Are Some Heartburn Meds Tied to Stomach Cancer?

From Drugs.com - October 31, 2017

Are Some Heartburn Meds Tied to Stomach Cancer?

TUESDAY, Oct. 31, 2017 -- Popping certain heartburn drugs like they are candy might up your odds for stomach cancer, new research suggests.

The risk was proportionate to how long and how often these drugs, called proton pump inhibitors (PPIs), were taken. That risk increased anywhere from two to eight times, the study authors said.

Although the relative risk seems high, the absolute risk was small. But it was statistically significant, especially for people infected with Helicobacter pylori, a bacteria linked to stomach cancer, the researchers explained.

"While PPIs are one of the most commonly used medications for treating reflux disease as well as dyspepsia, clinicians should exercise caution when prescribing long-term PPIs, even to patients who have H. pylori eradicated," said lead researcher Dr. Wai Keung Leung. He is a professor of gastroenterology at the University of Hong Kong.

PPIs include commonly used drugs like Prilosec, Nexium and Prevacid.

Eliminating H. pylori lowers the risk of stomach cancer significantly, Leung noted. But even after the bacteria is treated, many people still develop stomach cancer.

However, this study could not prove PPIs cause stomach cancer, only that an association exists. PPIs are generally considered safe.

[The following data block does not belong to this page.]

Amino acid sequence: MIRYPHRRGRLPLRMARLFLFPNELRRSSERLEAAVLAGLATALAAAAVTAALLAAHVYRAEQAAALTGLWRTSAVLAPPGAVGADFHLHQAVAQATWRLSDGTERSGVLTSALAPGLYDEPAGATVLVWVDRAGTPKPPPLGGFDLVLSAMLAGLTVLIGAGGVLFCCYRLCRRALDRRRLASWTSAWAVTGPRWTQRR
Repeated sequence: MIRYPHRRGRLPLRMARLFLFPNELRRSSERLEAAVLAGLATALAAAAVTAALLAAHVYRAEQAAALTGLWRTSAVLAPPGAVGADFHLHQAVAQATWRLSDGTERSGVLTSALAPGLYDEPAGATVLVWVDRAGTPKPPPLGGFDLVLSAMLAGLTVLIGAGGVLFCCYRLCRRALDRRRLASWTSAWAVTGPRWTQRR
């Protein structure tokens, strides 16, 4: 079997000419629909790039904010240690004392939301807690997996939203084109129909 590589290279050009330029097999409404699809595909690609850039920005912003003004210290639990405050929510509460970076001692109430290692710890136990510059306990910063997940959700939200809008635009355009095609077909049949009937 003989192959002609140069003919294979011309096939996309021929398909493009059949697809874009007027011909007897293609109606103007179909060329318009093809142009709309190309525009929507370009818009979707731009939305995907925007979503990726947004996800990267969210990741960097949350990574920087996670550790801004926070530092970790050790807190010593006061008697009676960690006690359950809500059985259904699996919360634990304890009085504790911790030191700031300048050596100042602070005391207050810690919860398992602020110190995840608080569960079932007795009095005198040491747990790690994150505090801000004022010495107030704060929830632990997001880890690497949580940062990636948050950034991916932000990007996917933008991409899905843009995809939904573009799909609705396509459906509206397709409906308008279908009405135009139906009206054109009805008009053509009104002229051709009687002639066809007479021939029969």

"The advice to PPI users, particularly those with past H. pylori infection, is to be cautious with the prolonged usage of PPIs," Leung said. "Doctors should review the indications and needs of long-term PPIs in these patients."

The small increase in the risk of stomach cancer with PPIs was not enough to prompt one gastrointestinal specialist to abandon their use.

"In my own experience, I have seen medicine evolve. And one thing that I try to keep in mind is, while many studies exist and treatment is evolving, we must tailor treatment on an individual basis," said Dr. Sherif Andrawes. He is director of endoscopy at Staten Island University Hospital in New York City.

Even with this new study, "there are medical situations in which PPI therapy is necessary and the risk of side effects is lesser than the risk of developing bleeding or cancer of another area in the GI [gastro-intestinal] tract," Andrawes said.

For example, he explained, the medications can help suppress stomach acids and guard against esophageal cancer in those with Barrett's esophagus.

But, "I also try to ensure that if a patient comes in for reflux symptoms, that we try work on lifestyle modification and diet first, rather than initiating PPI therapy," Andrawes added.

Stomach cancer is the third leading cause of cancer death in the world, he noted, and earlier studies have found a link between PPIs and stomach cancer. But the role of H. pylori was less clear.

To try to assess the role the bacteria played, Leung and his colleagues compared the use of PPIs with another class of drugs used to lower stomach acid -- histamine H2-receptor antagonists (H2 blockers).


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